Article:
Jack Straw at the Leveson inquiry

Jack Straw: 'I think it is time for parliament to accept the job we passed to the judiciary'

The former justice secretary, Jack Straw, has called for the Human Rights Act to be amended to include a new clause on breach of privacy.

Giving evidence at the Leveson inquiry today, Straw said that when the Human Rights Act was passed in 2008 parliament felt the privacy element was best left to the senior judiciary to interpret and apply, but that had now changed.

He told the inquiry: "There is a need now for parliament to amend the law so there is a tort of breach of privacy that applies to everybody.

"I think it is time for parliament to accept the job we passed to the judiciary."

Asked about newspapers' political allegiances and the power they had on political parties, Straw said: "Television, radio and the internet have become much more powerful - but it is still the print media that sets the news values, and they set the news values for the broadcasters as much as they do for their own colleagues in the print media."

He said there were "only two newspapers that are unpredictable" in the run-up to a general election - the Guardian and the Sun.

"The Guardian normally supports the Labour party except in parties where we really need them to support us, when they support the Liberal Democrats. It's a fairweather friend, it's unpredictable," he said.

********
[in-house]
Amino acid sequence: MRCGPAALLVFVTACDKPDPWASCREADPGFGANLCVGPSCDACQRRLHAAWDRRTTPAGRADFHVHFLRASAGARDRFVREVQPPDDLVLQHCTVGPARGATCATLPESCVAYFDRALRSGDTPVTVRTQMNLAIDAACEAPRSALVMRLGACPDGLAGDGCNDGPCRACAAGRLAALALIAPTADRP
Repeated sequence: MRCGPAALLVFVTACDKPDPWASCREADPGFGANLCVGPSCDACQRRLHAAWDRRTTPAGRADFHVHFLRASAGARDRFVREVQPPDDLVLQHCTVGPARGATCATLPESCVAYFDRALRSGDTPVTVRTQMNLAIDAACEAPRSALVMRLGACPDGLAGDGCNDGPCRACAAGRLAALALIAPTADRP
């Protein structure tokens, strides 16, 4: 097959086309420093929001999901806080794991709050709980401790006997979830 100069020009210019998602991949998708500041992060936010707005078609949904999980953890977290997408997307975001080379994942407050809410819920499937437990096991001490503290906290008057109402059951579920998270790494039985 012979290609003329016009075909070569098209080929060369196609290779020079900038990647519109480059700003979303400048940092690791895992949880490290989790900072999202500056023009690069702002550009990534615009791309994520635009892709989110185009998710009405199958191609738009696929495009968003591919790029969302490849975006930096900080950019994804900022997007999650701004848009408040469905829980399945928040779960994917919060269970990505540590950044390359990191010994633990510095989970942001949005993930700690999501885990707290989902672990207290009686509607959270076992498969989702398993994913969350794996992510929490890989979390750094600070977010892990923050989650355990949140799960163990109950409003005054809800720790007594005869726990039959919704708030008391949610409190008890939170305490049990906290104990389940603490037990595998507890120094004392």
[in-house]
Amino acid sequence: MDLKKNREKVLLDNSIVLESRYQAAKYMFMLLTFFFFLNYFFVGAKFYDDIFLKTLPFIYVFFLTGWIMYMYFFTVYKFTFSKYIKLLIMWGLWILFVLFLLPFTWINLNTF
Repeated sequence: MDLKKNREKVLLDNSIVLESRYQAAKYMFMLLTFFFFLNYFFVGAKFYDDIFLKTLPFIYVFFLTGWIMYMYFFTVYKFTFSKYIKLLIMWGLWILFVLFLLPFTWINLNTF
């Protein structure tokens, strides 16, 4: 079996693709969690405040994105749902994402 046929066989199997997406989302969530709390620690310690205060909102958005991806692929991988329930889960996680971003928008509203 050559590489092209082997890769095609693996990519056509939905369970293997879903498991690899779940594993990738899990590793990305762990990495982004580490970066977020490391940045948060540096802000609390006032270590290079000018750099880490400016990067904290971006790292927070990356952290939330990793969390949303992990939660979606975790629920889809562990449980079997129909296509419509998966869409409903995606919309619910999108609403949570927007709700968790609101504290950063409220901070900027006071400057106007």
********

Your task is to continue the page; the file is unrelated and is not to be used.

On Murdoch and the Sun, Straw added: "The perception that I've had is that Mr Murdoch has enjoyed the fact that he's been able to play with political leaders in a way that other newspapers haven't, because their loyalty is predictable.

"I have no direct evidence - this is my surmise. I've never had more than a paragraph of conversation with him."

Straw also revealed that he made arrangements to sit next to Rebekah Brooks on their morning train commute from West Oxfordshire to London from 2007 to 2009 - after they discovered they both made the same journey.

He said the conversations "weren't social – they were political. We'd talk about what was in the papers, we'd gossip about personalities, and a lot of the time we'd get on with work."

Earlier in the evidence session, Straw also expressed concern that coverage of parliament had moved away from being a factual record to "personality, conflict-based journalism".

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